The case group comprised patients who received a transfusion with at least one unit of blood during a Caesarean operation until the postoperative hospitalisation period. The control group was randomly selected from the remaining patients, who did not receive a blood transfusion, to establish a case-control ratio of 1:2. Throughout the study period, a total of 716 patients met the inclusion criteria. In total, 135 (18.9%) patients who received a blood transfusion were included in the case group, and 270 patients were randomly selected from the remaining patients by a computer program to form the control group, making up a total of 405 patients.
For Caesarean sections, a blood transfusion was always indicated when the patient’s haemoglobin level was less than 6 g/dL and was rarely indicated when it was greater than 10 g/dL. In patients whose haemoglobin level was 7–10 g/dL, the decision to perform blood transfusion was made according to the clinical judgment of the attending obstetrician or anaesthesiologist, after considering the patient’s haemodynamic status, volume of haemorrhage, anaemic symptoms and medical conditions.
Maternal demographic data, reproductive history, antepartum profiles and obstetric outcomes were carefully extracted from the medical records and compared between the case and control patients. Classifications of placenta praevia, placental location and fetal presentation were made by ultrasonogram, performed primarily within one week of the operation by a trained specialist in the hospital’s Maternal-Foetal Medicine Unit.
Complete or partial placenta praevia was considered ‘major placenta praevia’, while placenta praevia marginalis or low-lying placenta were considered ‘minor placenta praevia’. Anaemia at the time of first antenatal care and preoperative anaemia were defined as haematocrit less than 33%. Preoperative blood loss was defined as the total amount of bleeding during the episode for which the patient was transferred to the operating room, and was estimated by trained physicians and documented in the medical records.
Statistical analysis was performed using SPSS version 16.0 (SPSS, Chicago, IL, USA). Continuous data was presented as means and compared using Student’s t-test. All variables were subdivided into two or three categories prior to conducting univariate analysis. A logistic regression model was used for the multivariate analysis. The outcomes were quantified as percentages and odds ratios (ORs) with a 95% confidence interval. A value of p < 0.05 was considered statistically significant.
The basic characteristics and obstetric outcomes of all 405 subjects (135 case and 270 control) are shown in
Basic characteristics of the subjects.
The results of univariate and multivariate analyses of the risk factors for blood transfusion are shown in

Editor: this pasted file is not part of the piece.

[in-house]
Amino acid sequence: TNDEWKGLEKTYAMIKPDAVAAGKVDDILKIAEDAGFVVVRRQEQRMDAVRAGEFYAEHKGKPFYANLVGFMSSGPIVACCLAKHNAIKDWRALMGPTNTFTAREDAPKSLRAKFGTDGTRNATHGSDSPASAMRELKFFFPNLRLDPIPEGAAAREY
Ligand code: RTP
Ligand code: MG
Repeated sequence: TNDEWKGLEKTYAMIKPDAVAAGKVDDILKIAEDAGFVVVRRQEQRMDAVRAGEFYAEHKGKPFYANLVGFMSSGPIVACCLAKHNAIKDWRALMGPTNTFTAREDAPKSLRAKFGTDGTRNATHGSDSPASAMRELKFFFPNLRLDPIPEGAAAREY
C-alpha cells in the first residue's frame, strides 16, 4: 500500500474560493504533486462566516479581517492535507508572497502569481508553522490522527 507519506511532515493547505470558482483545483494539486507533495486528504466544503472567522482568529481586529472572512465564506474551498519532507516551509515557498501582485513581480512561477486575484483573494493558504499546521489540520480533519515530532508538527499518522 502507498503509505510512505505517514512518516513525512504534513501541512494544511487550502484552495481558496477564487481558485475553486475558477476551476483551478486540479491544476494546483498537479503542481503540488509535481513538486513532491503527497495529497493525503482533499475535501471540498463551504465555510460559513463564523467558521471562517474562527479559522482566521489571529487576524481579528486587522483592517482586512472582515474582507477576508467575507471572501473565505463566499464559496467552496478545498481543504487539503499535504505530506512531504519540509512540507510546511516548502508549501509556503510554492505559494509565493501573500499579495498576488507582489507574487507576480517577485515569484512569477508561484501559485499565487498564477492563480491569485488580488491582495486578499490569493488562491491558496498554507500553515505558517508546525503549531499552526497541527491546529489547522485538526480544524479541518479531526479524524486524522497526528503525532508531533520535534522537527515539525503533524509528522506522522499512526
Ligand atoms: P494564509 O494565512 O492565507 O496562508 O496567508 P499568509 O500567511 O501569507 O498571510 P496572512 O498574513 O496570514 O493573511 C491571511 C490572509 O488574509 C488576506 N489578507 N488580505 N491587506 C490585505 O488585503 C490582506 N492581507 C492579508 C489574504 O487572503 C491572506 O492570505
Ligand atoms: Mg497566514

Univariate and multivariate analysis of factors associated with blood transfusion.
Notably, a total of 1,256 units of red cells were matched for preoperative preparations, but only 273 units were transfused to the patients. Only 150 units were required during the intraoperative period, while the remaining 123 units were transfused in the postpartum ward. Of the 405 subjects, 104 patients had excessive blood loss of more than 1,000 mL; 89 (85.6%) of them received a blood transfusion and were classified into the blood transfusion group, whereas 15 (14.3%) patients did not require a blood transfusion. The most common causes of haemorrhage, according to the operative records, were bleeding of the placental sites (39.4%), uterine atony (23.1%) and intraoperative adhesion (10.6%). 35 (33.7%) patients experienced haemorrhage from unspecified causes.
Placenta praevia increased the risk of peripartum blood transfusion compared with other obstetric indications for Caesarean section (OR 4.39–26.58).(13,14) The association of peripartum blood transfusion with placenta praevia was first proposed by Oya et al(10) in a 2008 study in which 43 (33%) of 129 patients with placenta praevia who underwent Caesarean delivery required a blood transfusion. The risk factors for blood transfusion were maternal age greater than 34 years, a history of more than one dilatation and curettage, and complete placenta praevia (ORs 3.7, 4.8 and 26, respectively).(10) Subsequently, Boyle et al(11) reported that 71 (34%) of 206 patients with placenta praevia received a blood transfusion during Caesarean section but reported the risk factors to be gestational age of 32–35 weeks at delivery and Caesarean hysterectomy (ORs 2.6 and 29.4, respectively).(11) In these studies, 5.5%–10.6% of the placenta praevia patients also presented with placenta accreta, which may be a confounding factor for massive haemorrhage and the need for a blood transfusion. As a result, our transfusion rate in pure placenta praevia pregnancies (19%) was lower than those of the aforementioned studies. It is likely that the risk factors for blood transfusion were different in these three studies.